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Dropping two balls, one with twice the mass

  1. Feb 9, 2015 #1
    1. The problem statement, all variables and given/known data
    Two masses are placed on top of a building. The mass of one is twice the mass of the other. Both are dropped at the same time. Neglecting air resistance, which statements are true?
    1. Both objects have the same potential energy at the top
    2. Both objects fall with the same acceleration
    3. Both objects have the same kinetic energy before hitting the ground
    4. Both objects have the same speed when they hit the ground

    A. 1, 2
    B. 1, 3
    C. 2, 4
    D. 1
    E. 2

    2. Relevant equations

    3. The attempt at a solution
    I know 1 and 2 are definitely true.
    But I also thought 3 and 4 were true since for 4, I could use the kinematic equation
    v2 = v02 + 2ay
    And since a and y and v0 are the same for both, I thought they'd have the same final velocity and thus, the same kinetic energy.
    But is that not true?
     
  2. jcsd
  3. Feb 9, 2015 #2

    Nathanael

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    Are you saying kinetic energy only depends on speed?

    Double check your thinking on this, too.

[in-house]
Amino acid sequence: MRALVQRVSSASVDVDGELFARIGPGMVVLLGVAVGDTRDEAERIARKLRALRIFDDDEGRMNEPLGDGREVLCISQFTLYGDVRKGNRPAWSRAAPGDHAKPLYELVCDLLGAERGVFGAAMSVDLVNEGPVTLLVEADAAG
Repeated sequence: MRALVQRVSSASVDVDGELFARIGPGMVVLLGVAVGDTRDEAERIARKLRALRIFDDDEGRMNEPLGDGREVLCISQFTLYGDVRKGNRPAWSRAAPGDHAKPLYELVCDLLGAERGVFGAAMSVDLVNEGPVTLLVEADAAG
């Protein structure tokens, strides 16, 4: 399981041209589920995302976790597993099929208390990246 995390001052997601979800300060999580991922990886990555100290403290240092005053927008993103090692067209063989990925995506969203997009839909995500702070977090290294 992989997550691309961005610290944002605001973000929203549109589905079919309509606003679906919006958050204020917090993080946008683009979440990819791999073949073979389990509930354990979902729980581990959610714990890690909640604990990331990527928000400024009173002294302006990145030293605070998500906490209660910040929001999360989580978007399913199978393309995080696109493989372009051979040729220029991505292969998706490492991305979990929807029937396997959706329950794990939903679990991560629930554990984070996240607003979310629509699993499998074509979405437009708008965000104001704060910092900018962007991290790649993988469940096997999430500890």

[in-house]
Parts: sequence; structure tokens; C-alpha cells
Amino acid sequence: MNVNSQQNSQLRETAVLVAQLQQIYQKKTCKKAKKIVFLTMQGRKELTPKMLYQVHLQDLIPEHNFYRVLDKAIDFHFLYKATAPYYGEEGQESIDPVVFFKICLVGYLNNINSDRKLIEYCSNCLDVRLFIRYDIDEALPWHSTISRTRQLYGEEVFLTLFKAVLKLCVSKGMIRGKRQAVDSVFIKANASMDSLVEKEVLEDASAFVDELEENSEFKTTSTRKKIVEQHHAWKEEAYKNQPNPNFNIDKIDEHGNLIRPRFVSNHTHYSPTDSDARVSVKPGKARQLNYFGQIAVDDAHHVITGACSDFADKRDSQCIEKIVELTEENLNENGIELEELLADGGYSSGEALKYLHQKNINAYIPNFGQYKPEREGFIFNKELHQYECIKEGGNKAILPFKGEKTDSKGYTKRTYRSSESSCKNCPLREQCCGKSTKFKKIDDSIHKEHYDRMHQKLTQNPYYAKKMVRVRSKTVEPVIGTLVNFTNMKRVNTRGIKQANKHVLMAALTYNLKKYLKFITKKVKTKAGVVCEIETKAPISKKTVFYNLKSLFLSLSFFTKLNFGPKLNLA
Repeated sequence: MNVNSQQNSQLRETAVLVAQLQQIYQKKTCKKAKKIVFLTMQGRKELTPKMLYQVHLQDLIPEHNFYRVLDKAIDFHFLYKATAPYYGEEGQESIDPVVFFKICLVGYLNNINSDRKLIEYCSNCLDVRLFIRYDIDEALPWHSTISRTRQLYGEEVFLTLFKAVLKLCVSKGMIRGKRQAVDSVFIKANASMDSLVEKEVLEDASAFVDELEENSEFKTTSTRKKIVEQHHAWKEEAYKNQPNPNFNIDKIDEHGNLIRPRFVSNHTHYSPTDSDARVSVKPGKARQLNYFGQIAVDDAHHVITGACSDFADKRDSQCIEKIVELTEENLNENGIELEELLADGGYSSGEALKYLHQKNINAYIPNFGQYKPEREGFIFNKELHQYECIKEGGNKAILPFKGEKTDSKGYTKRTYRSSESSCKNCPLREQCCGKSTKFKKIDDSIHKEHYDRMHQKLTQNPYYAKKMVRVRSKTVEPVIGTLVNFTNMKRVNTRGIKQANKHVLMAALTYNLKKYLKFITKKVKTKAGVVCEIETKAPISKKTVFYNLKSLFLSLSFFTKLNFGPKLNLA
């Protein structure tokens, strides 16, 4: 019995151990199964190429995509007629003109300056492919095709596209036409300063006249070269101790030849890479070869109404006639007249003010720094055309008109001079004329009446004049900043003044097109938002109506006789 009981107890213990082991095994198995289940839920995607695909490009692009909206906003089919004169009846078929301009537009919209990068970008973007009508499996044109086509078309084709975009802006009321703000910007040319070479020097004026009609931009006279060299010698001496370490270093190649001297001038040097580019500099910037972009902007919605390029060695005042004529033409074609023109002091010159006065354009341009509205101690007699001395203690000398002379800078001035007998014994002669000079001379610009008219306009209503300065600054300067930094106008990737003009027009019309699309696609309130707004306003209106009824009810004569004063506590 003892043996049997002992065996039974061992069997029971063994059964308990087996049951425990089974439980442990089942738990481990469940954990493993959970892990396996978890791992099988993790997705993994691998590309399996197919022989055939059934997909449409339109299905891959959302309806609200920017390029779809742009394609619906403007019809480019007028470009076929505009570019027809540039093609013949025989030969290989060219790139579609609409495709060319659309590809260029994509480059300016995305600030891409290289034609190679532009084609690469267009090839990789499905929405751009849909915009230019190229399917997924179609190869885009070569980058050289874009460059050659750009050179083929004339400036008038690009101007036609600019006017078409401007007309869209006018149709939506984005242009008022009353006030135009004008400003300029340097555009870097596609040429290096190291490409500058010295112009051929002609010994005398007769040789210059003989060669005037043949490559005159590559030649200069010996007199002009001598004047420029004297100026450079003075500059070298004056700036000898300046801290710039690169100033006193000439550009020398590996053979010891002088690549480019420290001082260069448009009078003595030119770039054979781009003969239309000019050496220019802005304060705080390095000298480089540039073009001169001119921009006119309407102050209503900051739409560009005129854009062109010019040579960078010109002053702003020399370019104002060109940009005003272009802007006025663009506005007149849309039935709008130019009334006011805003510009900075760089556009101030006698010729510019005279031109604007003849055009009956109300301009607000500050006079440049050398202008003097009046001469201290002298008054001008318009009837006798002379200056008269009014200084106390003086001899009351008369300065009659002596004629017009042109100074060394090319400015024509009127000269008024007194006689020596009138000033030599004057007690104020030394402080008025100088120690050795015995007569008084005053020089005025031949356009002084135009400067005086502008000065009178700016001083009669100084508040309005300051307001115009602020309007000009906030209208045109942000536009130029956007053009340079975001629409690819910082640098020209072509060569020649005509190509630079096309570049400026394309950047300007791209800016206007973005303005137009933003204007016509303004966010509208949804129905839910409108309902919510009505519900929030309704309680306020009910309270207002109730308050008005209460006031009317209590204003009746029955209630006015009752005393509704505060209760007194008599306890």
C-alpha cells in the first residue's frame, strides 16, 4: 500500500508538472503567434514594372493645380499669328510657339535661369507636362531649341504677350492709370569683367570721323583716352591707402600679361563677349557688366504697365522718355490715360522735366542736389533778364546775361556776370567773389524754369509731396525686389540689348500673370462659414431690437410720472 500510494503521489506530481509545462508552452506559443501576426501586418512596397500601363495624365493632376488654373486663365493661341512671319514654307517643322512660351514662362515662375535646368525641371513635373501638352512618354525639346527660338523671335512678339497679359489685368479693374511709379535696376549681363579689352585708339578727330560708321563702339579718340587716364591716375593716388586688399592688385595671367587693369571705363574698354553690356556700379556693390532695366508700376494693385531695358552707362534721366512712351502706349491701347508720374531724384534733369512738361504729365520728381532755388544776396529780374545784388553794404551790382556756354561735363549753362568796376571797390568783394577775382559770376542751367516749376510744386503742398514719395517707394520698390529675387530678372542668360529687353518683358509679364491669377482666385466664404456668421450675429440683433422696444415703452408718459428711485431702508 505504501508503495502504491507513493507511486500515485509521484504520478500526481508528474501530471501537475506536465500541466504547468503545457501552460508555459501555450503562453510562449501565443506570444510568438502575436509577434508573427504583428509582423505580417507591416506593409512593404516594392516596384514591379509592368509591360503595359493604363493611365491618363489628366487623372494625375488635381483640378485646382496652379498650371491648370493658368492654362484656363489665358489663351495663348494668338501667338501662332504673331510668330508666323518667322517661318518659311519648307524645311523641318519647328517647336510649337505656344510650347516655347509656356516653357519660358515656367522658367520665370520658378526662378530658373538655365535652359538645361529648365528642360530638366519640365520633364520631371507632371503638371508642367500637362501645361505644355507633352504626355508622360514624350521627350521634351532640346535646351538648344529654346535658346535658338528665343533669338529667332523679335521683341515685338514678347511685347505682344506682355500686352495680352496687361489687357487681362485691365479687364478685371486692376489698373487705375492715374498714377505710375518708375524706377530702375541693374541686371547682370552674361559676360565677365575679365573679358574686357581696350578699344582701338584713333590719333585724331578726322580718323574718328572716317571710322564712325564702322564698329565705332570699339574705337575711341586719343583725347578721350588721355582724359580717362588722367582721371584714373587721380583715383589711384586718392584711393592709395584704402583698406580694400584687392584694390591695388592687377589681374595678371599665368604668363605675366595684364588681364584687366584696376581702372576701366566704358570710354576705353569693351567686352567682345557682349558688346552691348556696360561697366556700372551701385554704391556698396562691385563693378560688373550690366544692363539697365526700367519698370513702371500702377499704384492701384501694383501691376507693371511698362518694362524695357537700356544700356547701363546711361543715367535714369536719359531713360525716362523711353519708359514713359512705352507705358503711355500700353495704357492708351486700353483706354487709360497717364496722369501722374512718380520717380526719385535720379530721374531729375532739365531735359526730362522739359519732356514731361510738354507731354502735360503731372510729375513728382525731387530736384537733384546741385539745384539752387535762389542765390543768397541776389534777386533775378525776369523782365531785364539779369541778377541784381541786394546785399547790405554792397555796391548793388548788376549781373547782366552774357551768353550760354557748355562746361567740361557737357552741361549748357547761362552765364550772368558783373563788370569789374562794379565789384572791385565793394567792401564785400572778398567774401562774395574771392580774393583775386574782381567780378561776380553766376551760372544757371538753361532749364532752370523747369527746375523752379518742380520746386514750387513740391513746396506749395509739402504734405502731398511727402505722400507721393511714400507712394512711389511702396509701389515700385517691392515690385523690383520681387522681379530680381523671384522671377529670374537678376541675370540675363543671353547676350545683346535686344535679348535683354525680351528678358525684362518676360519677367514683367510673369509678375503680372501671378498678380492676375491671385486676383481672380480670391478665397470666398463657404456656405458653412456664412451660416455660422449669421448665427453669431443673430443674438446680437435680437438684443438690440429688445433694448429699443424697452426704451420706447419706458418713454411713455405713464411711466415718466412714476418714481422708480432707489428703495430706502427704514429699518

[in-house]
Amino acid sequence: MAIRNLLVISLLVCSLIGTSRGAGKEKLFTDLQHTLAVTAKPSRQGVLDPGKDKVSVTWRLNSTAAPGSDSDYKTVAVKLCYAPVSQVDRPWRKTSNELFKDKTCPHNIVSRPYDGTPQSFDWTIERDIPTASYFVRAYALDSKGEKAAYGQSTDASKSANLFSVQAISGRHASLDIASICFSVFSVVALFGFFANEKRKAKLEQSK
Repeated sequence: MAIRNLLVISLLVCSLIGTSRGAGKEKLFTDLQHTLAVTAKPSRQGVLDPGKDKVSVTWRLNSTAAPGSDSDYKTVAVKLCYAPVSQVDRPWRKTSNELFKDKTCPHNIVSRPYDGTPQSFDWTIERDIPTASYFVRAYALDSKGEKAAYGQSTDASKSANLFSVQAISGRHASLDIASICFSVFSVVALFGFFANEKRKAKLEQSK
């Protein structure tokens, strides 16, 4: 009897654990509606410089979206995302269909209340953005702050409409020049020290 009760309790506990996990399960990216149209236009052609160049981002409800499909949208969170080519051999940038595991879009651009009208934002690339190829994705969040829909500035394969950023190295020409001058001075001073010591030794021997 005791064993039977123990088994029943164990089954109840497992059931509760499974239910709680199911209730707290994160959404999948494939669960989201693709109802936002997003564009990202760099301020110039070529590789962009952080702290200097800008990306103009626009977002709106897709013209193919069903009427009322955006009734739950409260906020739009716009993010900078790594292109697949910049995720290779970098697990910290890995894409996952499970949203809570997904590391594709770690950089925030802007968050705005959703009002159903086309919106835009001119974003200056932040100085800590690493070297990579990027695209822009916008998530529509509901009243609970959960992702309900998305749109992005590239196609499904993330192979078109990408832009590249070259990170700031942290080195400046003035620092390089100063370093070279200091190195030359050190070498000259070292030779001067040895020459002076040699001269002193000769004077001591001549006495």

4. Feb 9, 2015 #3
    Oh wait, never mind, the twice as heavy ball would have a greater kinetic energy since it has twice the mass.

    I still think 1 and 2 are both right though.
     
  5. Feb 9, 2015 #4
    2 and 4 are related, 1 and 3 are related. Can you think how?
     
  6. Feb 10, 2015 #5
    Oh I see how they're related. So if I use 1 and 3 first, the potential energy should be equal to the kinetic energy at the bottom. So then, that means that they both have the same kinetic energy and since their masses differ, their velocities would have to differ.

    But I don't see why using the kinematic equation tells me that the velocities at the bottom will be the same.
     
  7. Feb 10, 2015 #6

    Nathanael

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    Okay then let's trust the kinematics and say the speed is the same at the bottom. Therefore the smaller ball has less kinetic energy at the bottom. What does this mean about the potential energy at the top?
     
  8. Feb 11, 2015 #7
    Oh, wow, I was really stupid....
    The potential energies at the top aren't the same..... because they have different masses.
    Wow, thanks.

    So the answer should be 2 and 4?
     
  9. Feb 11, 2015 #8

    Nathanael

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    Yep
     
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